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It is possible to operate UltraVolt high voltage power supplies in parallel. The method for paralleling two voltage sources depends on the requirements of the application. In this Application Note, we will consider two distinct cases.
In the first case - a capacitor charging system - the power supplies operate as current sources during the charge cycle and switch to voltage regulation only when the capacitor voltage reaches its maximum level. At that time, the power supply sources nearly no current and maintains the capacitor voltage until the next charge cycle begins.
In the second case, we want to operate the power supplies in parallel continuously to achieve twice the power capability of a single power supply. Here, the two power supplies should behave as a single power supply at nearly twice the current capacity. There are two ways we can accomplish this: one way is with standard UltraVolt power supplies; the second is using the I5 or I10 option. Fig. 2 shows a technique using standard units while Fig. 3 shows how to parallel two (or more) units using the enhanced interface.
In Fig. 1, the two UltraVolt high-voltage power supplies (HVPSs) have the control pins tied together, providing a single control interface. While charging the capacitor, the HVPSs will be in current limit, allowing the power supplies to operate in parallel well. The power supplies will remain in current limit until the voltage set point is reached, at which time the voltage control loop will take over and maintain the capacitor voltage and the power delivered will drop to zero. The isolation diodes on the output are optional, but will provide some protection in the case of redundant systems.
Parallel Operation Method 1:
In this configuration (Fig. 2), we want the two power supplies to run continuously in voltage control as a single power supply. The sharing resistors used to sum the outputs help to this end. The closer the two output voltages are to each other the better the sharing will be. This technique works best with two identical power supplies; using dissimilar power supplies is not recommended. Sharing can be improved with the addition of the potentiometer on the voltage control signal and a simple setup procedure.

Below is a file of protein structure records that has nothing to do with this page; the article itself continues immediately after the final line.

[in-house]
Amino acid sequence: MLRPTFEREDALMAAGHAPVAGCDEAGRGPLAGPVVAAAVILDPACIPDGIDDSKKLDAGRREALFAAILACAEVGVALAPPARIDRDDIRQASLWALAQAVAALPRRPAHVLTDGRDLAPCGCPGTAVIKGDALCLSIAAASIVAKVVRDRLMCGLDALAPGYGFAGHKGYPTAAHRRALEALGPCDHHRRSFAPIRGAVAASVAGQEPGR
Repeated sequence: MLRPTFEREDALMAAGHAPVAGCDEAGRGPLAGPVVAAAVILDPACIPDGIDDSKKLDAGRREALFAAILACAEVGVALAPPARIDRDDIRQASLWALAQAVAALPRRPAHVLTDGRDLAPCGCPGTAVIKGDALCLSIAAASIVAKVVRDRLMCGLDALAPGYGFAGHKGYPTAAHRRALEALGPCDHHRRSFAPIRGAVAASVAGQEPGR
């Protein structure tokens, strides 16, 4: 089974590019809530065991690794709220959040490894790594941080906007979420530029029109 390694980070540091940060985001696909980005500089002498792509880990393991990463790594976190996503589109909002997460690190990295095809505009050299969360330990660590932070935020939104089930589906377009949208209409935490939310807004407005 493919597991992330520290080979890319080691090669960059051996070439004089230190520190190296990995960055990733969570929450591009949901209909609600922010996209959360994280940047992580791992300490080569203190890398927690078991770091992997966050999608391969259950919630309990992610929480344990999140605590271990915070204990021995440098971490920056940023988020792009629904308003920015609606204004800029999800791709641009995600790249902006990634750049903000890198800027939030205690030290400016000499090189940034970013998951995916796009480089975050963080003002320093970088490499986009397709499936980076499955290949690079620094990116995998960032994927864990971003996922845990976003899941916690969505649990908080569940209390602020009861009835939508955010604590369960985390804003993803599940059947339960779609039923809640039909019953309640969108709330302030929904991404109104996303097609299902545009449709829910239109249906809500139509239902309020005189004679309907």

The 25kΩ potentiometer works against the input impedance of 1.1MegΩ on the remote adjust pin, forming a voltage divider. This gives an adjustment range of about ±2.2% between the two units. A simple setup procedure should be done with the output of the system loaded. The potentiometer is turned until the meter between the two current monitor pins reads zero; this indicates the two power supplies are sourcing equal currents and the system is balanced. This setup procedure should be done with the system at full load and at output voltages closer to maximum to achieve the best results.
Selection of the output resistors depends on a number of competing factors. As the resistor value is increased, the load sharing improves and the voltage balance becomes less critical – but these benefits come at the expense of higher power loss. For example, if we use two 10A24-P30 power supplies with a maximum output current of 3mA each with 2W balancing resistors running at half their power rating, we have 111kΩ. Rounding the resistance to a standard value of 100kΩ we lose 300 volts across the resistor and approximately 1 watt at full load current. If this is an unacceptably large voltage regulation error, then smaller resistors can be used and more care should be applied to the balancing setup.
Parallel Operation Method 2:
This configuration (Fig. 3) depends on some of the features in the I5 and I10 interface. The first power supply in Figure 3 is the ‘Master’; the second and any additional supplies are slave supplies. The interface for the entire system is still an I5 or I10 interface. The Master supply will operate in either voltage control or current control, depending on operating conditions, just as a single supply would work. The slave supply will always operate in current regulation. Load sharing is forced by using the current monitor of the Master to drive the current programming on the slave supply, thereby ensuring both units will source equal current. The voltage programming of the slave supply should be tied to the voltage reference and not left floating.
Since the two outputs are brought together and out to the load, both units will be operating at the same output voltage by definition. By joining the enable, power, and grounds together the rest of the interface is configured. The system will operate as a single power supply with a power rating of twice a single supply. The voltage monitor of the master represents the output voltage of the system. The current monitor of the master will represent twice the current of a single supply, which is the output current of the system.
*** END OF APPLICATION NOTE #12 ***